Washington — The White House on Monday praised the city of Detroit’s new chief information officer as the Motor City tries to reform its lagging information technology systems.
In a White House blog post, the White House point person on Detroit issues, Don Graves, and Brian Ford, senior adviser to the U.S. Chief Technology Officer, praised Detroit Mayor Mike Duggan’s hiring of Beth Niblock, who was chief information officer for Louisville, Ky.
“The Obama administration is committed to partnering with the City of Detroit — its citizens, local leaders, and community stakeholders — to support the city’s vision for economic revitalization,” the pair wrote. “Today marks another important milestone for Detroit city government’s technological revitalization: it is the first day on the job for the city of Detroit’s new Chief Information Officer, Beth Niblock. She is serving in a newly-created cabinet-level position in the city. Beth, an accomplished and innovative leader, was a member of the municipal Tech Team.”
The hiring “further solidifies the critical role of technology and innovation in the city’s policies and economic revitalization efforts. We look forward to continued progress as the city of Detroit, under Beth’s leadership, embarks on building a more robust, vibrant, 21st-century city.”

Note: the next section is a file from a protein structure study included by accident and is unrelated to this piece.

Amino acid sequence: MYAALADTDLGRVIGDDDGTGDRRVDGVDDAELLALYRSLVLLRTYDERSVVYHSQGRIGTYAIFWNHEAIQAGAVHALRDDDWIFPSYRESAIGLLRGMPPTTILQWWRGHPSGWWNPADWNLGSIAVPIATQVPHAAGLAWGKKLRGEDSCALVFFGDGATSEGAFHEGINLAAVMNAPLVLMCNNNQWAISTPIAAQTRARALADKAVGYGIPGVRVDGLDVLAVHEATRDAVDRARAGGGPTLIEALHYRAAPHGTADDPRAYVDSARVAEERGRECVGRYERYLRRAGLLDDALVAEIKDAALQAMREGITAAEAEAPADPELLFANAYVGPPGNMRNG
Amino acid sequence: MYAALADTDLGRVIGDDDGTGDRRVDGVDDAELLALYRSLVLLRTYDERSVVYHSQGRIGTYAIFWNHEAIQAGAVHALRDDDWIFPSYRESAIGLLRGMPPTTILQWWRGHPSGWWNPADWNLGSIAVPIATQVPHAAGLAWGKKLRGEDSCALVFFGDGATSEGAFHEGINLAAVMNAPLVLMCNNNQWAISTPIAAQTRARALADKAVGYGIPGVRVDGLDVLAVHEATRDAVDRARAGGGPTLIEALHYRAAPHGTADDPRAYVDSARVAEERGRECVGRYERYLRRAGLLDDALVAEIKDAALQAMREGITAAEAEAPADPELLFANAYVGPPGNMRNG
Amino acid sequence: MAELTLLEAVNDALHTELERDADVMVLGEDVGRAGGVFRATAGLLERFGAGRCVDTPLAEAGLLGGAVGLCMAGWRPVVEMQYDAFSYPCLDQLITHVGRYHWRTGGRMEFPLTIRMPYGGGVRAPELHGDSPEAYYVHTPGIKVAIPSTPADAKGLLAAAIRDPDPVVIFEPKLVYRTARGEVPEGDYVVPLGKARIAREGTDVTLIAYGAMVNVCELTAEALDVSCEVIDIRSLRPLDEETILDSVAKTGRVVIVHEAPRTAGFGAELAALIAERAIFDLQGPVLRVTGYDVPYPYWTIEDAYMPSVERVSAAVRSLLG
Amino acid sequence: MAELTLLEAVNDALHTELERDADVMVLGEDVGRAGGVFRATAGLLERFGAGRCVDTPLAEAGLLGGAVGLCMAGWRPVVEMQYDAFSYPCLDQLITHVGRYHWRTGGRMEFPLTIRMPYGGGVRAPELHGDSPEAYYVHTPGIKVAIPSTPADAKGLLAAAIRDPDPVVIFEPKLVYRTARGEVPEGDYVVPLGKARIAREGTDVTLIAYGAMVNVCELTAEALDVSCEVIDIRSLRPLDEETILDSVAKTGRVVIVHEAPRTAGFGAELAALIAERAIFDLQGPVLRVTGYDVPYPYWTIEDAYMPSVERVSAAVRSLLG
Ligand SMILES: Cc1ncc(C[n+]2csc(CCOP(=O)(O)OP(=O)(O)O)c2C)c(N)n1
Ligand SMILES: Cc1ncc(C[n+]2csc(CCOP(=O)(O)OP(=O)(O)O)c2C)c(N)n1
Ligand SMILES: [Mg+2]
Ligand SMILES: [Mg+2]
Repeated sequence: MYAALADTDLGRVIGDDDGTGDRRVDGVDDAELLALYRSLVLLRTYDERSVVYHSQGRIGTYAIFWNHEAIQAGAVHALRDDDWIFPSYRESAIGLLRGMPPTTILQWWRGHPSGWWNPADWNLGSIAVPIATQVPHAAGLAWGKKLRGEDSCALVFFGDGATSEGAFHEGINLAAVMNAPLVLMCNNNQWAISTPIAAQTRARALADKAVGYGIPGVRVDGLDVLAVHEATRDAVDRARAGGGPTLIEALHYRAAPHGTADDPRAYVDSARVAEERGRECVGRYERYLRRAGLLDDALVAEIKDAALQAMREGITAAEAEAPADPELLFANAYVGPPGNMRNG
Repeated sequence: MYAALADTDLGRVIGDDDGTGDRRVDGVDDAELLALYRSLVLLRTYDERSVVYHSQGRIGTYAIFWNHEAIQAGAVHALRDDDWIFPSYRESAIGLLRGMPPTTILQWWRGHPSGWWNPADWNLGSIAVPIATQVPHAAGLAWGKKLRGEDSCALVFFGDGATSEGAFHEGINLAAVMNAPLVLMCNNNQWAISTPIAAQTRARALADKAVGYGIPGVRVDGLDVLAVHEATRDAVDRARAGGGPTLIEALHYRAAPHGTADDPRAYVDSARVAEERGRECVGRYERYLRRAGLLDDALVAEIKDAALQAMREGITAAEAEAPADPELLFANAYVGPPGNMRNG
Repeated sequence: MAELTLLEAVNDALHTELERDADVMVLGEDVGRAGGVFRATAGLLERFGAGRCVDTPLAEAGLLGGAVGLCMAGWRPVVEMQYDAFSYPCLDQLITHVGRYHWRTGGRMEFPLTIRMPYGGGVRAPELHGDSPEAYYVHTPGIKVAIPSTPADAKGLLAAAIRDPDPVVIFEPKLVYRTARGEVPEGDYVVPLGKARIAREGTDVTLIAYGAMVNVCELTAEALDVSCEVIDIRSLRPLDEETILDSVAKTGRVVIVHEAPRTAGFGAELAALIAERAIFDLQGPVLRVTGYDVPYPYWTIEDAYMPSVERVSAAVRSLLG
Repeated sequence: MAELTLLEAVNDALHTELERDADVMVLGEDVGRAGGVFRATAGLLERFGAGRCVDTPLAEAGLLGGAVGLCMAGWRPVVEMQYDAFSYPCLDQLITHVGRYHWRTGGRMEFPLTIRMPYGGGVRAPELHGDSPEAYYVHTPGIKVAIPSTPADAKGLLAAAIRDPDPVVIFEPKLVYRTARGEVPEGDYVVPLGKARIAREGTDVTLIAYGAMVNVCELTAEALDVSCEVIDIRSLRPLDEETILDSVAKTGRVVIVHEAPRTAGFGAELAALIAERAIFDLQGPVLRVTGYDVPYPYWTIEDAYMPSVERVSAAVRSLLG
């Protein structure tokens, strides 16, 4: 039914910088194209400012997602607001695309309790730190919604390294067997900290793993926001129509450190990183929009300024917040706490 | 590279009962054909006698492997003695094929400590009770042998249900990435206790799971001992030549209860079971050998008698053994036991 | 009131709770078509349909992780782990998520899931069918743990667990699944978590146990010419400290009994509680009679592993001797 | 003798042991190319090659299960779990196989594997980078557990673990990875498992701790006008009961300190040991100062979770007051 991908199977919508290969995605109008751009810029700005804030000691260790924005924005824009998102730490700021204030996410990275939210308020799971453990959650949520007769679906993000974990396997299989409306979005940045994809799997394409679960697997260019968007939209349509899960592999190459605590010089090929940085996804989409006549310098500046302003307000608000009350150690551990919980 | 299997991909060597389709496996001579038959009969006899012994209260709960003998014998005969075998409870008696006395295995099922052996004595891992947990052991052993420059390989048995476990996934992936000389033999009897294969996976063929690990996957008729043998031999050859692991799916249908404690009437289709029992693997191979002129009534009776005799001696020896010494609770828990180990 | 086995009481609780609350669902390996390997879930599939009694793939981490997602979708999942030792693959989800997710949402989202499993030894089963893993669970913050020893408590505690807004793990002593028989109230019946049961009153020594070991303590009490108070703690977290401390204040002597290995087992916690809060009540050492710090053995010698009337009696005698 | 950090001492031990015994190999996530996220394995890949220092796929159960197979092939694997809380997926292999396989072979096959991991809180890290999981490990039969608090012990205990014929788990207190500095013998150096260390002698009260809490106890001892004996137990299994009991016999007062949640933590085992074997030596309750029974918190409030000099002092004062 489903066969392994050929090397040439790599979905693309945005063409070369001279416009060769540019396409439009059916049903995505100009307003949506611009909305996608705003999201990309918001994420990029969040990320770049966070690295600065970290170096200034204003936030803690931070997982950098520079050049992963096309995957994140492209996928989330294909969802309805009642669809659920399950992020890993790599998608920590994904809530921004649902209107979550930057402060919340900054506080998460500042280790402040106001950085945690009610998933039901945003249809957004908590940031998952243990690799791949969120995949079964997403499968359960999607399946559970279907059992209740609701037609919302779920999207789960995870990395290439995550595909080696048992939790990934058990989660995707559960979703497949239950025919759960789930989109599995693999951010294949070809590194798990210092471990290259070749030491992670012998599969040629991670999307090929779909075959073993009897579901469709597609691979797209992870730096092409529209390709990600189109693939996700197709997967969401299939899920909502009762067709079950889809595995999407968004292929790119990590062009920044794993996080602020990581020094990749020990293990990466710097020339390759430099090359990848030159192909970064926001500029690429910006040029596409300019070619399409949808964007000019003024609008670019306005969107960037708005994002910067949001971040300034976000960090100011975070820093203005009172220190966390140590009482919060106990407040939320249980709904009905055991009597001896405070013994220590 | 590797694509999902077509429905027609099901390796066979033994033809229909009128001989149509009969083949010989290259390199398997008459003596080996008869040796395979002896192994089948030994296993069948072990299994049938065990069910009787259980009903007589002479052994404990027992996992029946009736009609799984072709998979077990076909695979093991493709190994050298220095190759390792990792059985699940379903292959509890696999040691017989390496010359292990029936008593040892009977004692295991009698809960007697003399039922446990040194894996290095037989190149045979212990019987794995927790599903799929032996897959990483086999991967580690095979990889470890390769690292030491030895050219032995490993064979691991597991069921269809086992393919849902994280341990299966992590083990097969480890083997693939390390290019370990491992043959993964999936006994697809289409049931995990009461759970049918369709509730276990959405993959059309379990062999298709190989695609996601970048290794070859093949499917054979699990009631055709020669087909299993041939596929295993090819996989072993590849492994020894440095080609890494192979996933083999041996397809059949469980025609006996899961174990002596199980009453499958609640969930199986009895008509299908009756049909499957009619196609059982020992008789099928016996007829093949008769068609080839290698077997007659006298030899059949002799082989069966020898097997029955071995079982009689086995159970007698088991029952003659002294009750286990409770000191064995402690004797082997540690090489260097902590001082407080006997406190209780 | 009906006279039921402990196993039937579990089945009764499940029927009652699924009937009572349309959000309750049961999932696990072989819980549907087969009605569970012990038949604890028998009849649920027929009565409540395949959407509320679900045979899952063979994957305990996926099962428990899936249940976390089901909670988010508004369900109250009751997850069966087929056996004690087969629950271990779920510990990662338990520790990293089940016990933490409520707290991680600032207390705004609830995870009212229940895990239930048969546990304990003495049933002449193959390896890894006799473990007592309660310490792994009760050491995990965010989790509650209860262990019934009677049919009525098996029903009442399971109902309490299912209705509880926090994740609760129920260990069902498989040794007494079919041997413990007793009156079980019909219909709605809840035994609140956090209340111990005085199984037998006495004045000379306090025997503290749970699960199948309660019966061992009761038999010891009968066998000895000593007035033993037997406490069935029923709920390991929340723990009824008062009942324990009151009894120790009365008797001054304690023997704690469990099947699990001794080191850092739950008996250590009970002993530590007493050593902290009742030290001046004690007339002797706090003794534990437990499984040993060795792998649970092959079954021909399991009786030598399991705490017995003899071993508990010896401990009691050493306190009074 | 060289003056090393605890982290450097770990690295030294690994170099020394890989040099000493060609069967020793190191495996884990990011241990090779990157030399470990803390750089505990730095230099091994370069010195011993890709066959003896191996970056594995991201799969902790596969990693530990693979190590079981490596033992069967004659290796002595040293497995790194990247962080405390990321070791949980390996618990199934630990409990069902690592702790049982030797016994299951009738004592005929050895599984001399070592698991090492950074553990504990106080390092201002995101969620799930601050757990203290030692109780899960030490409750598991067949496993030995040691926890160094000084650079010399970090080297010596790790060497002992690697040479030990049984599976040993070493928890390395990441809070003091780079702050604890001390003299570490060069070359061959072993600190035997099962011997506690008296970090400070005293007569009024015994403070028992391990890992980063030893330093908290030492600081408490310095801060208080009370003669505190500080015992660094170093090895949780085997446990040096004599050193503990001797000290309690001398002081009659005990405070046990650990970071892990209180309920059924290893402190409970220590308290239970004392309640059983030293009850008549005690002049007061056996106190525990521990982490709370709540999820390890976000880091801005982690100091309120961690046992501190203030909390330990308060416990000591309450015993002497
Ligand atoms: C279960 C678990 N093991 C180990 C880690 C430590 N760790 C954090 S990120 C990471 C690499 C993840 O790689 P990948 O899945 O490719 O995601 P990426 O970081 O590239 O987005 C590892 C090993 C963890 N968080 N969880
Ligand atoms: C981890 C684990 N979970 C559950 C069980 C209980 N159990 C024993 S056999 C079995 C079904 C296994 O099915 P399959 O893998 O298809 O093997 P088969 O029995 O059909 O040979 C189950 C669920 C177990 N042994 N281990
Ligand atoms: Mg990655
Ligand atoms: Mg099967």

Some police officers buy evidence gloves rather than trying to order them through the city’s outdated IT systems, while others reuse crime scene tape, Obama administration officials said.
In November, Detroit’s technology systems — among the most outdated in the nation — got some high-level attention from a team of national experts dispatched by the federal government.
Led by the White House Office of Science & Technology Policy, the “tech team” spent two days of work “as a partner to support Detroit’s vision for economic revitalization,” the White House said.
The team included Niblock; Nigel Jacob, co-founder of the Office of New Urban Mechanics in Boston, a “civic innovation incubator” within Boston’s City Hall; John Tolva, Chicago’s former chief technology officer; Gail Roper, chief information officer for Raleigh, N.C., which Forbes magazine called “America’s Most Wired City” in 2010; and Allen Square Jr., chief information officer for New Orleans.
City leaders and the team worked on enabling residents to apply and pay for business, safety, building, and other permits online; identifying opportunities for consolidation and cost savings in software applications, data centers and servers; streamlining payroll systems; and exploring new software to allow access to government data to fuel entrepreneurs and innovation.
The city has woefully out-of-date technology infrastructure and many records are still completed manually.
“The city urgently needs to upgrade or replace the following IT systems, among others: payroll, financial, budget development, property information and assessment, income tax and DPD operating system,” the report’s emergency manager said in June.